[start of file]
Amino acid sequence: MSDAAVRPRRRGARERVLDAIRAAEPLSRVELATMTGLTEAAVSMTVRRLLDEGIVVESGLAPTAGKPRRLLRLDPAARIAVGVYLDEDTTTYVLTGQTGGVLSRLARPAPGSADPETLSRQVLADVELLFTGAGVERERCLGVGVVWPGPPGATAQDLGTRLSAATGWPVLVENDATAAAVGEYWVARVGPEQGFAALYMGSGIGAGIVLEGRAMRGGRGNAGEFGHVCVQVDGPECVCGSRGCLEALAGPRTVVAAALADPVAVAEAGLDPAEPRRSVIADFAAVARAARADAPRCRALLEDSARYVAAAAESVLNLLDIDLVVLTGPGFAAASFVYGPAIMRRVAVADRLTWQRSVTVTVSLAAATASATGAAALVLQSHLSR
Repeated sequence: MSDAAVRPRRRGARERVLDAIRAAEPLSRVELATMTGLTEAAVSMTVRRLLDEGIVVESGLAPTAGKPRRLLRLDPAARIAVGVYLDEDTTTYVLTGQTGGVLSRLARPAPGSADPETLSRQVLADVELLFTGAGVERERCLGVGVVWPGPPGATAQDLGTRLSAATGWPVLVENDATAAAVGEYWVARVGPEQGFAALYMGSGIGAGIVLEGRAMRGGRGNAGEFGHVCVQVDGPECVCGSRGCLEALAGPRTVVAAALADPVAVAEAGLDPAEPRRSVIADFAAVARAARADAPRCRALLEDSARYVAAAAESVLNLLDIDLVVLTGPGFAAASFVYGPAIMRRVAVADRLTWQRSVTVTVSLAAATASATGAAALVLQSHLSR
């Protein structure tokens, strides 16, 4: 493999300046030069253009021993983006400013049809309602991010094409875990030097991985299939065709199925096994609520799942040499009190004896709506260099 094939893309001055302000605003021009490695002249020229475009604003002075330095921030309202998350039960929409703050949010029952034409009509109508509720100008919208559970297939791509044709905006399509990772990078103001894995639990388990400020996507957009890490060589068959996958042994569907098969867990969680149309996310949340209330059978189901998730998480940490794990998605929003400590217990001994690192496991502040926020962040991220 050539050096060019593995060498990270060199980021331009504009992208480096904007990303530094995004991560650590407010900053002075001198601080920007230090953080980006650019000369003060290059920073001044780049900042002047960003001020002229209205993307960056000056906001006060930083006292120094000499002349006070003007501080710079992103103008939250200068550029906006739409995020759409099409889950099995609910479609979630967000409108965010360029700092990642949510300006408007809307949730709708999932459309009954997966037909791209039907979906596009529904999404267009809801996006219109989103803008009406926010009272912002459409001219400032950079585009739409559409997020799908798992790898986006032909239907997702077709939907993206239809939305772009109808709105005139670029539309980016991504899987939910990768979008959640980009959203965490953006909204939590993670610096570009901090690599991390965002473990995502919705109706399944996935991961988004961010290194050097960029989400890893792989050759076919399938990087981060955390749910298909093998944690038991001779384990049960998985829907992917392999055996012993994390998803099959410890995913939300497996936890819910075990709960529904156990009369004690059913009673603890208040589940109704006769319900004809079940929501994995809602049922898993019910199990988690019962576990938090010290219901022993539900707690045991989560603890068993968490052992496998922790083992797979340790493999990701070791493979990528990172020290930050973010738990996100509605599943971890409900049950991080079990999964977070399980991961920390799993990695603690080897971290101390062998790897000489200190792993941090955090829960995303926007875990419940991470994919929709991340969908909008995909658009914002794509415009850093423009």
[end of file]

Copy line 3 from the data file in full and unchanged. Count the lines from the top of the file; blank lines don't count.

């Protein structure tokens, strides 16, 4: 493999300046030069253009021993983006400013049809309602991010094409875990030097991985299939065709199925096994609520799942040499009190004896709506260099 094939893309001055302000605003021009490695002249020229475009604003002075330095921030309202998350039960929409703050949010029952034409009509109508509720100008919208559970297939791509044709905006399509990772990078103001894995639990388990400020996507957009890490060589068959996958042994569907098969867990969680149309996310949340209330059978189901998730998480940490794990998605929003400590217990001994690192496991502040926020962040991220 050539050096060019593995060498990270060199980021331009504009992208480096904007990303530094995004991560650590407010900053002075001198601080920007230090953080980006650019000369003060290059920073001044780049900042002047960003001020002229209205993307960056000056906001006060930083006292120094000499002349006070003007501080710079992103103008939250200068550029906006739409995020759409099409889950099995609910479609979630967000409108965010360029700092990642949510300006408007809307949730709708999932459309009954997966037909791209039907979906596009529904999404267009809801996006219109989103803008009406926010009272912002459409001219400032950079585009739409559409997020799908798992790898986006032909239907997702077709939907993206239809939305772009109808709105005139670029539309980016991504899987939910990768979008959640980009959203965490953006909204939590993670610096570009901090690599991390965002473990995502919705109706399944996935991961988004961010290194050097960029989400890893792989050759076919399938990087981060955390749910298909093998944690038991001779384990049960998985829907992917392999055996012993994390998803099959410890995913939300497996936890819910075990709960529904156990009369004690059913009673603890208040589940109704006769319900004809079940929501994995809602049922898993019910199990988690019962576990938090010290219901022993539900707690045991989560603890068993968490052992496998922790083992797979340790493999990701070791493979990528990172020290930050973010738990996100509605599943971890409900049950991080079990999964977070399980991961920390799993990695603690080897971290101390062998790897000489200190792993941090955090829960995303926007875990419940991470994919929709991340969908909008995909658009914002794509415009850093423009």